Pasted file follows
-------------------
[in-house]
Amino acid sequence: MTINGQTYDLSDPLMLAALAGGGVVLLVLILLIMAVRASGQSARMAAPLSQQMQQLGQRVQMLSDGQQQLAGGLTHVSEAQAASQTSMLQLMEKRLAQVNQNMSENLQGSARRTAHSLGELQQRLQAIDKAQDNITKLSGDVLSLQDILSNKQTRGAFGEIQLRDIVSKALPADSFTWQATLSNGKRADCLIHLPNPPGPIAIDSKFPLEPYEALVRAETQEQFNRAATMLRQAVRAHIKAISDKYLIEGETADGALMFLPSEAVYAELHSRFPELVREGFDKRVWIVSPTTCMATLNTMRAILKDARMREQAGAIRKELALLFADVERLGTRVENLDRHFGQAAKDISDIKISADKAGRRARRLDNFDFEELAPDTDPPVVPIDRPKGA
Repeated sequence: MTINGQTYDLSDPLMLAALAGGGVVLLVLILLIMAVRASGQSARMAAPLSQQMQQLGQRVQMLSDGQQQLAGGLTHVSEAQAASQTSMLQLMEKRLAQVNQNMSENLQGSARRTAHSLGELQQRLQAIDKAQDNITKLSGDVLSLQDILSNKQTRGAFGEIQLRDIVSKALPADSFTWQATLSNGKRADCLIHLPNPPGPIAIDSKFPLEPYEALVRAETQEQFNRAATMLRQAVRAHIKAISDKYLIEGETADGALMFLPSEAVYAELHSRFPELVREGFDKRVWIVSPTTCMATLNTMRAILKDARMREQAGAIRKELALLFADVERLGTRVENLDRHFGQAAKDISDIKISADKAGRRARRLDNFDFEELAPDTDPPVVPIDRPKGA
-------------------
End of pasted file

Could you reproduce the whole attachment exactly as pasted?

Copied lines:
[in-house]
Amino acid sequence: MTINGQTYDLSDPLMLAALAGGGVVLLVLILLIMAVRASGQSARMAAPLSQQMQQLGQRVQMLSDGQQQLAGGLTHVSEAQAASQTSMLQLMEKRLAQVNQNMSENLQGSARRTAHSLGELQQRLQAIDKAQDNITKLSGDVLSLQDILSNKQTRGAFGEIQLRDIVSKALPADSFTWQATLSNGKRADCLIHLPNPPGPIAIDSKFPLEPYEALVRAETQEQFNRAATMLRQAVRAHIKAISDKYLIEGETADGALMFLPSEAVYAELHSRFPELVREGFDKRVWIVSPTTCMATLNTMRAILKDARMREQAGAIRKELALLFADVERLGTRVENLDRHFGQAAKDISDIKISADKAGRRARRLDNFDFEELAPDTDPPVVPIDRPKGA
Repeated sequence: MTINGQTYDLSDPLMLAALAGGGVVLLVLILLIMAVRASGQSARMAAPLSQQMQQLGQRVQMLSDGQQQLAGGLTHVSEAQAASQTSMLQLMEKRLAQVNQNMSENLQGSARRTAHSLGELQQRLQAIDKAQDNITKLSGDVLSLQDILSNKQTRGAFGEIQLRDIVSKALPADSFTWQATLSNGKRADCLIHLPNPPGPIAIDSKFPLEPYEALVRAETQEQFNRAATMLRQAVRAHIKAISDKYLIEGETADGALMFLPSEAVYAELHSRFPELVREGFDKRVWIVSPTTCMATLNTMRAILKDARMREQAGAIRKELALLFADVERLGTRVENLDRHFGQAAKDISDIKISADKAGRRARRLDNFDFEELAPDTDPPVVPIDRPKGA